By Laurence Hilliard

Kemper County Messenger

JACKSON – Legislation to increase the state gasoline tax by 3 cents a gallon to fund infrastructure needs – highways and bridges – will be introduced in the Mississippi House of Representatives. The proposal would also reduce income taxes.

At a legislative breakfast last week hosted by the Mississippi Economic Council (MEC), House Transportation Committee chairman Charles Busby, Republican from Pascagoula, outlined the proposal.

The gas tax would be increased by 3 cents a gallon a year for four years, and after that increases would be indexed based upon the inflation rate. The state gas tax is currently 18.79 cents per gallon. Only four states – Alaska, South Carolina, Oklahoma and Missouri – have a lower gas tax.

Even with a 3 cent increase, the tax would still be 41st highest of the 50 states, and more that 8 cents below the national average.

Diesel would be raised 3 cents a year for five years, then indexed for inflation. There would also be an annual tax of $300 on electric vehicles and $150 on hybrids.

The proposal would generate approximately $325 million per year, and it would all be earmarked for infrastructure, according to Busby.

The legislation also would eliminate the 4 percent bracket for $5,000 and $10,000 in taxable income. The first $10,000 would not be taxed and after that the rate would be 5 percent.

“The proposal would be a $200 tax cut at incomes of up to $10,000 and a $120 tax increase based upon driving 20,000 miles per year in a vehicle that gets 20 miles to the gallon,” Busby said.

He said it would be tax neutral for Mississippi residents, but there would be an increase in net revenue for the state because approximately 20 percent of gasoline sold in the state is purchased by out of state residents.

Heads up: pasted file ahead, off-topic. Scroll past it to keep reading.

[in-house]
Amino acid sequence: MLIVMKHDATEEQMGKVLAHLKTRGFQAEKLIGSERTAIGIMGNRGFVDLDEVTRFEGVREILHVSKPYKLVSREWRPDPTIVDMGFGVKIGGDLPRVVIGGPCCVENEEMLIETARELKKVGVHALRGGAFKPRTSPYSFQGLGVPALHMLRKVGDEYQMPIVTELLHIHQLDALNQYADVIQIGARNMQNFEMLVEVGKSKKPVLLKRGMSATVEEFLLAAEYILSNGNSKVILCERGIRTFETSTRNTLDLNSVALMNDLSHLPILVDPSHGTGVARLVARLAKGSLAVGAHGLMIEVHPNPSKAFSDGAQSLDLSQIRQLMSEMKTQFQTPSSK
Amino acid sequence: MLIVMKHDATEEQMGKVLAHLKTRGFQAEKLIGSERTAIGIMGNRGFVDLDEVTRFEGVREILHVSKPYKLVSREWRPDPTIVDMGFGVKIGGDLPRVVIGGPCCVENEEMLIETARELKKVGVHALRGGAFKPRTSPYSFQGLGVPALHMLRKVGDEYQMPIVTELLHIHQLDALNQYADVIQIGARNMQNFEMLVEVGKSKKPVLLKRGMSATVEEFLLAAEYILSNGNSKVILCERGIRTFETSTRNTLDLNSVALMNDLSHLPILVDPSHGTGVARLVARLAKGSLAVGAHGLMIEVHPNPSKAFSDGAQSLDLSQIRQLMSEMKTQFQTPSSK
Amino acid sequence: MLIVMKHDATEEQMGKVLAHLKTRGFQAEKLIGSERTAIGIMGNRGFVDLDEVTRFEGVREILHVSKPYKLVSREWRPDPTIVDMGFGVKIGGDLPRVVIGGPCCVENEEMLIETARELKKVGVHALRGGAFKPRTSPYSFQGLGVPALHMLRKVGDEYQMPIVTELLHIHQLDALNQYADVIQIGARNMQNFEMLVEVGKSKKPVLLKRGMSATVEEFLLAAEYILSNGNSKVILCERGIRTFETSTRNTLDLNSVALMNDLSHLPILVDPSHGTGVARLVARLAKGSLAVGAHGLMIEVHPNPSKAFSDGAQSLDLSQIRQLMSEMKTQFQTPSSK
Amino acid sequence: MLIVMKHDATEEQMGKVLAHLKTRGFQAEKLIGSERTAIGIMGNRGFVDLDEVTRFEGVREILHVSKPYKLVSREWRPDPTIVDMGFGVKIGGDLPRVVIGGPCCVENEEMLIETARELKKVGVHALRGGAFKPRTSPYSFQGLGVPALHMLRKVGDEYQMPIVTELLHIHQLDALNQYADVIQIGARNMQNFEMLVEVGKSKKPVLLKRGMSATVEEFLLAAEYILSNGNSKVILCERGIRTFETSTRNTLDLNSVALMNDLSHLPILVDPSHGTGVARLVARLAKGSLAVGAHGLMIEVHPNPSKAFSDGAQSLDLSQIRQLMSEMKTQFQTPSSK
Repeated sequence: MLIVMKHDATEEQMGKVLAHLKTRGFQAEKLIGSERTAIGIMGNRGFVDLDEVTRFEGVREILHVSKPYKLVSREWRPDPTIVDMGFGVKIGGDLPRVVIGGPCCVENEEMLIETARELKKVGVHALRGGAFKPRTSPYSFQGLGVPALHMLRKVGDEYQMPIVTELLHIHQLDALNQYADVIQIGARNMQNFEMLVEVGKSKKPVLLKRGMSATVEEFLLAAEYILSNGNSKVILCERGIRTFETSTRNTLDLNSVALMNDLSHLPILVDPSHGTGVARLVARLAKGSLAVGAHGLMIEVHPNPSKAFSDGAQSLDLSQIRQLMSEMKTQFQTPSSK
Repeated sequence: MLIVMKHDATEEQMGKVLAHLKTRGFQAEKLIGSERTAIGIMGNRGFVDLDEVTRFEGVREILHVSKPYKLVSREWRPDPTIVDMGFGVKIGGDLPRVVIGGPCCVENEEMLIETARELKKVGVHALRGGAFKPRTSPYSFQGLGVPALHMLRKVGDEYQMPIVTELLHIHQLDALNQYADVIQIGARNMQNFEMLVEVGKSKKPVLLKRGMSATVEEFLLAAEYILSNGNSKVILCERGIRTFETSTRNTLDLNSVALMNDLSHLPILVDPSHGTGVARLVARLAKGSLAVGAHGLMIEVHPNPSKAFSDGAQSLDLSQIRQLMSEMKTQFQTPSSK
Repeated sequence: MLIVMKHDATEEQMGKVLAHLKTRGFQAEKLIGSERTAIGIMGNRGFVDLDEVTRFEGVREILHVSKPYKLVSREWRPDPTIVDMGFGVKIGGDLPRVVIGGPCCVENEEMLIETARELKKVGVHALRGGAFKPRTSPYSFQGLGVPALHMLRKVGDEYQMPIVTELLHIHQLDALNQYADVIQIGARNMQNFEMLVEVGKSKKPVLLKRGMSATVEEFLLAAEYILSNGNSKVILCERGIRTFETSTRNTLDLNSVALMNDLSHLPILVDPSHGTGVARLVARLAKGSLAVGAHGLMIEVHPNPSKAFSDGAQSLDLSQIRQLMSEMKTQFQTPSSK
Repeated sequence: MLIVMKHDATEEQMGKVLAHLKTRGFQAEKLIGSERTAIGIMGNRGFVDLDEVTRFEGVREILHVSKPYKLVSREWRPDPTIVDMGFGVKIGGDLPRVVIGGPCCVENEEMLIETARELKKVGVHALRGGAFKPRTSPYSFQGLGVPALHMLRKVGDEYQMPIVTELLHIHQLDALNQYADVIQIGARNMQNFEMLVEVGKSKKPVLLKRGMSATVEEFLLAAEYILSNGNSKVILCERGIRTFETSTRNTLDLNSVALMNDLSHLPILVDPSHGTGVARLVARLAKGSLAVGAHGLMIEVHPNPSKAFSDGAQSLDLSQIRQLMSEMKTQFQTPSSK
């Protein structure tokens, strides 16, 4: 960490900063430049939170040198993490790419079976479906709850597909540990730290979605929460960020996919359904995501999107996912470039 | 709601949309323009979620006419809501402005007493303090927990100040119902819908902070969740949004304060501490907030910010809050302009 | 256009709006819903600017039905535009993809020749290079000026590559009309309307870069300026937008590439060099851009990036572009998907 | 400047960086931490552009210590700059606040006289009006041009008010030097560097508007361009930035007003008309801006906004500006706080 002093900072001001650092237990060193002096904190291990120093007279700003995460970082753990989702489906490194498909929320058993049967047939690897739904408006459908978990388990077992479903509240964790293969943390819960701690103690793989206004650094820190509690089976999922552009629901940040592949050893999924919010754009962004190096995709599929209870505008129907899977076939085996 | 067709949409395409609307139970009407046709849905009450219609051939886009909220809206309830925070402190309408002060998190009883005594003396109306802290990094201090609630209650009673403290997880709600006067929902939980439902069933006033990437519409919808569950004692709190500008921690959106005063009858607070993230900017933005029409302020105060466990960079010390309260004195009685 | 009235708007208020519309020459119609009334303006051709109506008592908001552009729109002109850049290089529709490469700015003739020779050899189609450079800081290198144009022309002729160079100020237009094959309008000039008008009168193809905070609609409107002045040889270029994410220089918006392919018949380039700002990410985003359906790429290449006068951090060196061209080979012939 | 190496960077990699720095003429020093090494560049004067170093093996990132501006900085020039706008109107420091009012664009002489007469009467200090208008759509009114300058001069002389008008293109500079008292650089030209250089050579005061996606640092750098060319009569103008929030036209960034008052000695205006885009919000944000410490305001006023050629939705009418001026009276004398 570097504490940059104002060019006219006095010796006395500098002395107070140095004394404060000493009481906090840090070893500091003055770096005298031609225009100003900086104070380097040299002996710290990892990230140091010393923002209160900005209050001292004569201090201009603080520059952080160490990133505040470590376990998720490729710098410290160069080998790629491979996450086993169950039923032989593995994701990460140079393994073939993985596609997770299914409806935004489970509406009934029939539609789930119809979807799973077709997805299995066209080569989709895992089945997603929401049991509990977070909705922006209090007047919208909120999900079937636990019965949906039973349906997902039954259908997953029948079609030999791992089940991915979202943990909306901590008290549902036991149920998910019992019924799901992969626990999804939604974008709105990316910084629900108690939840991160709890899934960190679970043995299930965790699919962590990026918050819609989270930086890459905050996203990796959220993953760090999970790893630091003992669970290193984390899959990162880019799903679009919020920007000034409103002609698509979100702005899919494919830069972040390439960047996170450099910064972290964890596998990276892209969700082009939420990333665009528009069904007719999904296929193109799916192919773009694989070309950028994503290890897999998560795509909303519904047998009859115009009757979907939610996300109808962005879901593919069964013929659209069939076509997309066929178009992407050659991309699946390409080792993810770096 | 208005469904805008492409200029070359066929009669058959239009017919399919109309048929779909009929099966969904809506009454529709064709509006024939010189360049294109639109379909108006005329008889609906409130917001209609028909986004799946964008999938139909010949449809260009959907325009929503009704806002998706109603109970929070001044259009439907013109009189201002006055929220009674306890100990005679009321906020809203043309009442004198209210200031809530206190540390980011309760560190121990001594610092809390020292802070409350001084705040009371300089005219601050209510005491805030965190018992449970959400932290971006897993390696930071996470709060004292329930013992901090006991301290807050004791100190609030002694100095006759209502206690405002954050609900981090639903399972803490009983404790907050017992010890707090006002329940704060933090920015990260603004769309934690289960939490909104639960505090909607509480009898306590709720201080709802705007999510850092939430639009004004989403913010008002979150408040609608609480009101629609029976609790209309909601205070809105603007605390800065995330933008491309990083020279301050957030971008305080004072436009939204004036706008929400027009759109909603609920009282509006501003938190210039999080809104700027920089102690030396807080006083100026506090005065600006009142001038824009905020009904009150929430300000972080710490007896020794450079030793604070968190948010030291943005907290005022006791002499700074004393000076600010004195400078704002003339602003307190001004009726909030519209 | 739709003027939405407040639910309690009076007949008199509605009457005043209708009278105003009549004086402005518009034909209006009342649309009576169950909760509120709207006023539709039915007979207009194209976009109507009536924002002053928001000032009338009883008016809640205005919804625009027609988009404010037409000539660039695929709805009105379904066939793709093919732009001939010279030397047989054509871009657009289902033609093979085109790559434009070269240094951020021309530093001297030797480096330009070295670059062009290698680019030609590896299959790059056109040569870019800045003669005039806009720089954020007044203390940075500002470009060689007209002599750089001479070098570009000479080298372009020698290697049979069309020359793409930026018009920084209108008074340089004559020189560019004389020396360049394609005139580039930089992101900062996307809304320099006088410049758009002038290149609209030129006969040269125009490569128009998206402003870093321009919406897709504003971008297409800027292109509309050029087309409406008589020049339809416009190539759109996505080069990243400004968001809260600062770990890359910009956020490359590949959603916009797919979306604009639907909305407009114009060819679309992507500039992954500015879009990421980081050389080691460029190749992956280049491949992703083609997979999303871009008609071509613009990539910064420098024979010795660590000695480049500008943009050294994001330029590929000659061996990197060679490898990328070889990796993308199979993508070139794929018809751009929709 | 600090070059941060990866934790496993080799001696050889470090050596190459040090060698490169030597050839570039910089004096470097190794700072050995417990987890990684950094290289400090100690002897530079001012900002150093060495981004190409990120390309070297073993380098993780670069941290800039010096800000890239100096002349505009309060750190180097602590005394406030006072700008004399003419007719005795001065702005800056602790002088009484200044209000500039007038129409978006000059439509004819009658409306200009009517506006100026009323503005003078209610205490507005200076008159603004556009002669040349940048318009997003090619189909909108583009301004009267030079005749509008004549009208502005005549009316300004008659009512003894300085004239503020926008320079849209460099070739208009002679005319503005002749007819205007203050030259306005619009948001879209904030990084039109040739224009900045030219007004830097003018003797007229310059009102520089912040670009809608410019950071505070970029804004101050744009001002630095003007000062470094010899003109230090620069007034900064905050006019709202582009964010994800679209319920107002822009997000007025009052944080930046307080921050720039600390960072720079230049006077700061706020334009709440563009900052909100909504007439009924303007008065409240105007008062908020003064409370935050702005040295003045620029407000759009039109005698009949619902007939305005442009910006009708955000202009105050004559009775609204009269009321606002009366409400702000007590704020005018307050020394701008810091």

Speaker of the House Philip Gunn supports the proposal, according to Busby. “It was an idea that was generated mutually between the two of us,” Busby said, adding that it will be introduced “as soon as the Speaker is ready to drop it.”

The proposal will be referred to the House Ways and Means Committee. If it reaches the floor, as a revenue bill it will require a three-fifth approval vote. If all 122 House members vote, it would need 74 ayes.

The MEC, Mississippi's Chamber of Commerce, presented a report to the Legislature last year calling for an increase in the gas tax to address infrastructure needs, but it failed to pass. MEC president and CEO Scott Waller said “transportation is vital to the economy.”

Busby feels there is a good chance for approval this year. “I think it has traction. But anytime you are doing something this major, it is a heavy lift. I wouldn't want to speculate on whether my colleagues will support it.”

If approved by the House prior to the February 23 deadline for revenue bills, it would go to the Senate for consideration.

Busby feels there would be public support for the proposal. “I have traveled the state and spoken to a number of civic organizations. What I have gotten back pretty much is in favor. They want to make sure the money is not squandered and is used to improve our infrastructure.”

During the breakfast, he pointed out that supervisors around the state have had to raise ad valorem taxes to repair bridges.

Senate Transportation Committee chairman Willie Simmons, a Democrat from Cleveland, said ambulances and fire engines are forced to take sometimes lengthy detours when bridges are not in commission. “That can mean the difference between life and death or the loss of a house.”

Rep. Michael T. Evans of Preston, who represents Kemper County, said “I'm not going to vote to raise the gas tax on working Mississippians.” Instead, he said the Legislature should repeal legislation from two years ago phasing out the corporate franchise tax.

Sen. Sampson Jackson II of Preston said it is too early to say how he feels about the proposal, but he added “I think we are going to make some progress this year on infrastructure.”